By DAVID A. KING, Ph.D., Commentary | Published September 18, 2014
It is a passage that every Thomas Merton reader knows, and one beloved as well by people who have never even read Merton.
It adorns offices—even mine—nightstands, mantels, bookshelves, desktops.
It is usually framed, to demonstrate its importance.
It has become as familiar as Max Ehrmann’s “Desiderata,” in whose company it is often found.
It is the famous “Fourth and Walnut Epiphany” of Thomas Merton, usually abbreviated as follows:
“In Louisville, at the corner of Fourth and Walnut, in the center of the shopping district, I was suddenly overwhelmed with the realization that I loved all those people, that they were mine and I theirs, that we could not be alien to one another even though we were total strangers. It was like waking from a dream of separateness, of spurious self-isolation in a special world, the world of renunciation and supposed holiness. … This sense of liberation from an illusory difference was such a relief and such a joy to me that I almost laughed out loud. … I have the immense joy of being man, a member of a race in which God Himself became incarnate. As if the sorrows and stupidities of the human condition could overwhelm me, now I realize what we all are. And if only everybody could realize this! But it cannot be explained. There is no way of telling people that they are all walking around shining like the sun.”
Merton had this epiphany on the 18th of March in 1958. The following day, he wrote about the experience in his journal. By the time his great book “Conjectures of a Guilty Bystander” was published in 1966, Merton had revised his initial journal entry into the more poetic version we know today.
The passage became so famous that the city of Louisville erected a historical plaque in 2008 to commemorate the 50th anniversary of Merton’s revelation. The area was re-named Thomas Merton Square. Though Merton himself would cringe at the thought of becoming a tourist attraction, the ecumenist and rebel in him would probably also be pleased to know that Walnut Street has since been named Muhammad Ali Boulevard, after another of Louisville’s most famous citizens.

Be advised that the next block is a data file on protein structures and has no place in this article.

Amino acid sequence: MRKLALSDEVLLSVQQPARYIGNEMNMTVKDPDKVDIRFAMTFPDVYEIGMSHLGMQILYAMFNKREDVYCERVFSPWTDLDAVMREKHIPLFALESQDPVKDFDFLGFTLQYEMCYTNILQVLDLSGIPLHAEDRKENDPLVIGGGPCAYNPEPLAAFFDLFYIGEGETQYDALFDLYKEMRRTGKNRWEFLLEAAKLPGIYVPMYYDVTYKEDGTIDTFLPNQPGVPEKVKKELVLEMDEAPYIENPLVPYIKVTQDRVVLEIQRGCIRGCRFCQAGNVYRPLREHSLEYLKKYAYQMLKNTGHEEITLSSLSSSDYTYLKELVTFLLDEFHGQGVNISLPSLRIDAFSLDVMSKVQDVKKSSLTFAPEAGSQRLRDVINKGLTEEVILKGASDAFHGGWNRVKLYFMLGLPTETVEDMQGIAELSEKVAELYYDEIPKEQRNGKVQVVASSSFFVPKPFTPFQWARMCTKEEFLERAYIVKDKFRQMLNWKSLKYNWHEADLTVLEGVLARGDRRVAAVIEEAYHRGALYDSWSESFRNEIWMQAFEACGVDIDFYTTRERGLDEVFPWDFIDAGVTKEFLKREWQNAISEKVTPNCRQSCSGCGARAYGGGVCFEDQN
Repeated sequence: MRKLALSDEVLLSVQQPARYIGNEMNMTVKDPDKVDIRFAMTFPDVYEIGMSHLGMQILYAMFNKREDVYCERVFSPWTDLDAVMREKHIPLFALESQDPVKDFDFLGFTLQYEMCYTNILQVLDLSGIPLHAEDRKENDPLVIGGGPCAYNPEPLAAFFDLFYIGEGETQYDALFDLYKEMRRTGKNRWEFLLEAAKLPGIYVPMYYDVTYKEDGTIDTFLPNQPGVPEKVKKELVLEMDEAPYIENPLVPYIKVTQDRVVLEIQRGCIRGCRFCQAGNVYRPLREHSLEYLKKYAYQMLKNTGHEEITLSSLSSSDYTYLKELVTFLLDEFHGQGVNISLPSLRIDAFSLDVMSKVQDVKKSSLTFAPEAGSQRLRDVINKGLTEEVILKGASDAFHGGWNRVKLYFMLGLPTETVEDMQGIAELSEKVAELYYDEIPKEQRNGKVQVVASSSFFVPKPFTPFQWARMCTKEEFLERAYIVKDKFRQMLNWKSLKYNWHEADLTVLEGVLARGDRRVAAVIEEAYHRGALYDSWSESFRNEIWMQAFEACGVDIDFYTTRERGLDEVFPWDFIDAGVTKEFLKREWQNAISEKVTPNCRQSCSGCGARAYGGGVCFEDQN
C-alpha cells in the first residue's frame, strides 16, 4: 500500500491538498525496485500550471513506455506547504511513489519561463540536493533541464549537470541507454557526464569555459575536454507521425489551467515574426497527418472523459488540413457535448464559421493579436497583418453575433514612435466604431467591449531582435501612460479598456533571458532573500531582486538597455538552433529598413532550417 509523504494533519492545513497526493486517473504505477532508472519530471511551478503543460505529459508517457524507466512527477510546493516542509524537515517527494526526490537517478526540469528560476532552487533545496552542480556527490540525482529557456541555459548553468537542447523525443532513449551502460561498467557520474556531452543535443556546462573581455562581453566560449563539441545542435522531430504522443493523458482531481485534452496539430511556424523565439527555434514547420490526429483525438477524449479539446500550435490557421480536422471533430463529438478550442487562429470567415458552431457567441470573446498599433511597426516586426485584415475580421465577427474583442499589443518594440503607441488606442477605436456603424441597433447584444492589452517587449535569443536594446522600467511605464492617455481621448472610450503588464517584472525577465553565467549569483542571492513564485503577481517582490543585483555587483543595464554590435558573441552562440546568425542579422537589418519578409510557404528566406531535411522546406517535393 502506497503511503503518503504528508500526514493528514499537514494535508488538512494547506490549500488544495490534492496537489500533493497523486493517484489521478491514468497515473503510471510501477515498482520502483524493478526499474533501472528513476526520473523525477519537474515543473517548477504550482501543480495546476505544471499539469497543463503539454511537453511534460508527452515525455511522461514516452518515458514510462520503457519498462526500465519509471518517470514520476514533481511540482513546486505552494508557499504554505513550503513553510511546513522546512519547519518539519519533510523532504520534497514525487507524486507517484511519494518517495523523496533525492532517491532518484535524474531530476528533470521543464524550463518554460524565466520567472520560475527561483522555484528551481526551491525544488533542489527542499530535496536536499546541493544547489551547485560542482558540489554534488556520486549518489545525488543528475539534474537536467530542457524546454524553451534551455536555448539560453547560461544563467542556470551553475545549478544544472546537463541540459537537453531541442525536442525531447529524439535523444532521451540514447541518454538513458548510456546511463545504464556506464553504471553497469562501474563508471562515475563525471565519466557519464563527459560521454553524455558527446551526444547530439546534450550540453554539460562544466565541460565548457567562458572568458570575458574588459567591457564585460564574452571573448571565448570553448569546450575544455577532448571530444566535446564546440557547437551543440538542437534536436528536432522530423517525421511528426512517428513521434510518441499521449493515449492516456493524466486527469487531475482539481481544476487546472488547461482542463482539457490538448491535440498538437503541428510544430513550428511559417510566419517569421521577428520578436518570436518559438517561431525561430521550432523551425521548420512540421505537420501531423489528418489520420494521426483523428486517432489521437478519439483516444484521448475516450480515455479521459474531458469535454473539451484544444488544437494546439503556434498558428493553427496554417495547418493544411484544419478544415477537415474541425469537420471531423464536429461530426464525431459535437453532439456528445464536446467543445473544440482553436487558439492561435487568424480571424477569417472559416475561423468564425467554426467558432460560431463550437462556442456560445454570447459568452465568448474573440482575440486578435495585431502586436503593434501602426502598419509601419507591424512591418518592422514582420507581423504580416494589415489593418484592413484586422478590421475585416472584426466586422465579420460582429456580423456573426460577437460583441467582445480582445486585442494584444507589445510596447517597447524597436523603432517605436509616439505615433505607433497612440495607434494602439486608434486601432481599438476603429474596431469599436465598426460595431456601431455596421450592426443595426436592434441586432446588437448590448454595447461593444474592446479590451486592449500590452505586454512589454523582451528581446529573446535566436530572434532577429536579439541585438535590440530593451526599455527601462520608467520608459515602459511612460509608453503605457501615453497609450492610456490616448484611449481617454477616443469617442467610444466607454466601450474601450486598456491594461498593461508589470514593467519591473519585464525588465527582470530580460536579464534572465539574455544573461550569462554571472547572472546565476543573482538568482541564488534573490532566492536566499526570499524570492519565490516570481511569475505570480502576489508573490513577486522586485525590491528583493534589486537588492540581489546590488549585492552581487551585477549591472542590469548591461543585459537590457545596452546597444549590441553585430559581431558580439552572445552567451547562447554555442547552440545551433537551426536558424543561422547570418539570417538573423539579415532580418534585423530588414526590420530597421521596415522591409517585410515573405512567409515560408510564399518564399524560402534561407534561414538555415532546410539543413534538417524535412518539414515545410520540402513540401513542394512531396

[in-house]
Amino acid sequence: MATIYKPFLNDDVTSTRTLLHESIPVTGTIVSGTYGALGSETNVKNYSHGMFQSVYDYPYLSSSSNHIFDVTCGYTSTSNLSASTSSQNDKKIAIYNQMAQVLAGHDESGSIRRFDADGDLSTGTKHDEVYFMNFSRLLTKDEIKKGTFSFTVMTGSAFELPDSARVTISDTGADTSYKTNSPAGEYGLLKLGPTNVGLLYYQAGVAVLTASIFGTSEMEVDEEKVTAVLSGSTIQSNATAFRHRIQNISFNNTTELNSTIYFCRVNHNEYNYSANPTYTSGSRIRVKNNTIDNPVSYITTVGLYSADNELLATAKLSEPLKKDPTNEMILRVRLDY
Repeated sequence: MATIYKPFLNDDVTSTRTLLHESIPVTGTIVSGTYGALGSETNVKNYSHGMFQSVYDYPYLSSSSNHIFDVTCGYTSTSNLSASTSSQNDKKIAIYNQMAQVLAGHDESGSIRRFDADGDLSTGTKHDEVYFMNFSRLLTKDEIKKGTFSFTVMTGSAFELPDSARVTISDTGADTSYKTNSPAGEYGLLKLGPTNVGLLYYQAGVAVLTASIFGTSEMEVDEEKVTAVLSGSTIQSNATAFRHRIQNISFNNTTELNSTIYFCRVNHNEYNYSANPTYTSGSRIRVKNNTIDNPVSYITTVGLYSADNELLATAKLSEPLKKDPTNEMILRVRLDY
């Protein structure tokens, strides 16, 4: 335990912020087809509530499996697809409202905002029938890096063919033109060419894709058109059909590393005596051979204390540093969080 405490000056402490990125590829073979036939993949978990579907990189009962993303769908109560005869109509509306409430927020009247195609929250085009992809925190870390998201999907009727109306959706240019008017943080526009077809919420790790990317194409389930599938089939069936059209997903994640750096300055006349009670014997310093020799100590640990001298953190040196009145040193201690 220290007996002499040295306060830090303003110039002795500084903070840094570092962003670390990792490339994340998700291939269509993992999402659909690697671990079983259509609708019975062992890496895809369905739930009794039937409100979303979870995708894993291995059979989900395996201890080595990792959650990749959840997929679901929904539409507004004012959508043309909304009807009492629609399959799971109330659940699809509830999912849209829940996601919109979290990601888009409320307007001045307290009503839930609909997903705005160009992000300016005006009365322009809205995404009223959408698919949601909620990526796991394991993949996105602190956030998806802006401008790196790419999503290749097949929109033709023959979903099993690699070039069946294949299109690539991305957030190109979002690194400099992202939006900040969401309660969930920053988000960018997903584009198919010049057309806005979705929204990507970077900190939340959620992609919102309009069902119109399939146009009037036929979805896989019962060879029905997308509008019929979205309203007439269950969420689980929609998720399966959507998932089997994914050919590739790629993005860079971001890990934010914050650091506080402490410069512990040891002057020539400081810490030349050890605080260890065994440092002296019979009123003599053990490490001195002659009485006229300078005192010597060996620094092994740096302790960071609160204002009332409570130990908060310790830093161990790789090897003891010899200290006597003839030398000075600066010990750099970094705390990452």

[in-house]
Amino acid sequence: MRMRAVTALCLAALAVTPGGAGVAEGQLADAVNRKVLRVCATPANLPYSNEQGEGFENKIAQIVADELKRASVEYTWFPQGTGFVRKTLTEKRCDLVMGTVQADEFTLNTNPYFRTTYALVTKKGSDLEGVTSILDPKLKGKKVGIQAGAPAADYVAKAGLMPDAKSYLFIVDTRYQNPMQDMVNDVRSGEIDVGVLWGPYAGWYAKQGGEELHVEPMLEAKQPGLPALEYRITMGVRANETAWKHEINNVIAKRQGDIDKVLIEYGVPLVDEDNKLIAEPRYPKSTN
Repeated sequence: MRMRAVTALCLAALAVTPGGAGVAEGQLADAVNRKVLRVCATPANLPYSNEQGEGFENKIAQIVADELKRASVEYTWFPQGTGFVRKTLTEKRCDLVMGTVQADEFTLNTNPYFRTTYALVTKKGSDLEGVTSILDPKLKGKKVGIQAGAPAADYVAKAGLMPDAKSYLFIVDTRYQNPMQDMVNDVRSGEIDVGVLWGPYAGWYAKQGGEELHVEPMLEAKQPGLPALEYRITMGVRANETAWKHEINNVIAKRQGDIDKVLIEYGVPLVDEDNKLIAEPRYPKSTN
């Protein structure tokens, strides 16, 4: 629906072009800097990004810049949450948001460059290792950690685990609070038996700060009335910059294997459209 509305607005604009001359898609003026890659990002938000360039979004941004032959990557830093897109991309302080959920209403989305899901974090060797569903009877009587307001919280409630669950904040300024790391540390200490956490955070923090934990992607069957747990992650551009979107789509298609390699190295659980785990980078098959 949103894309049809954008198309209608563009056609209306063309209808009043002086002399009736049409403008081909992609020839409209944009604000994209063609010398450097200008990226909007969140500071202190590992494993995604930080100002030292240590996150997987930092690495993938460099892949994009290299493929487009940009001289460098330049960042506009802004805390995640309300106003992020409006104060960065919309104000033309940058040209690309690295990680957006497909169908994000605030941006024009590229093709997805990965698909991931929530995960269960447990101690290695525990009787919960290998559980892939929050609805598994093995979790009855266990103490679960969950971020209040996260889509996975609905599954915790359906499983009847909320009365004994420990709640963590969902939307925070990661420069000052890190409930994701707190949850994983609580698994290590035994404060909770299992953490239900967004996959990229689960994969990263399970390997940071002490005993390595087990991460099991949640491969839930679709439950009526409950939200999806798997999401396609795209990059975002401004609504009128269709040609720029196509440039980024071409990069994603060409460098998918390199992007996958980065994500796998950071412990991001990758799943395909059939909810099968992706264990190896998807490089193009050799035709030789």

A Catholic priest, Father Clyde Crews, has even published a book, “Crossings,” that examines the significance of the intersection of Fourth and Walnut in Louisville history.
What happened to Thomas Merton at the corner of Fourth and Walnut was a big deal; in fact, many Merton scholars mark it as a turning point in Merton’s monastic vocation.
That is probably not an overstatement. In 1958, Merton had been in the Monastery of Our Lady of Gethsemane, located just outside of Louisville, for 17 years. He had during that time professed his solemn vows in 1947 and been ordained a priest in 1949. He had also become one of the most beloved Catholic writers of the modern age, and was well on his way to securing his reputation as one of the most important spiritual writers of the 20th century.
Merton himself was, in fact, a big deal.
And he was troubled by his fame. He essentially renounced his masterful autobiography, “The Seven Storey Mountain,” saying of it that “unfortunately the book was a best-seller and has become a kind of edifying legend or something. That is a dreadful fate. It is a youthful book, too simple, too crude. I’m doing my best to live it down. I rebel against it, and maintain my basic human right not to be turned into a Catholic myth for children in parochial schools!”
Has that in fact happened also with the Fourth and Walnut epiphany?
A Google search of Merton’s Fourth and Walnut epiphany reveals an absolute trove of blogs and postings related to the passage. It seems as though every blogger with even the slimmest or most puzzling spiritual sensibilities has read the passage and adores it, and some brilliant religious thinkers have written beautiful tributes to it.
I think that’s fine. I adore the passage too.
I’ve read it aloud in classrooms, both secular and Catholic, and have literally seen it bring people to tears.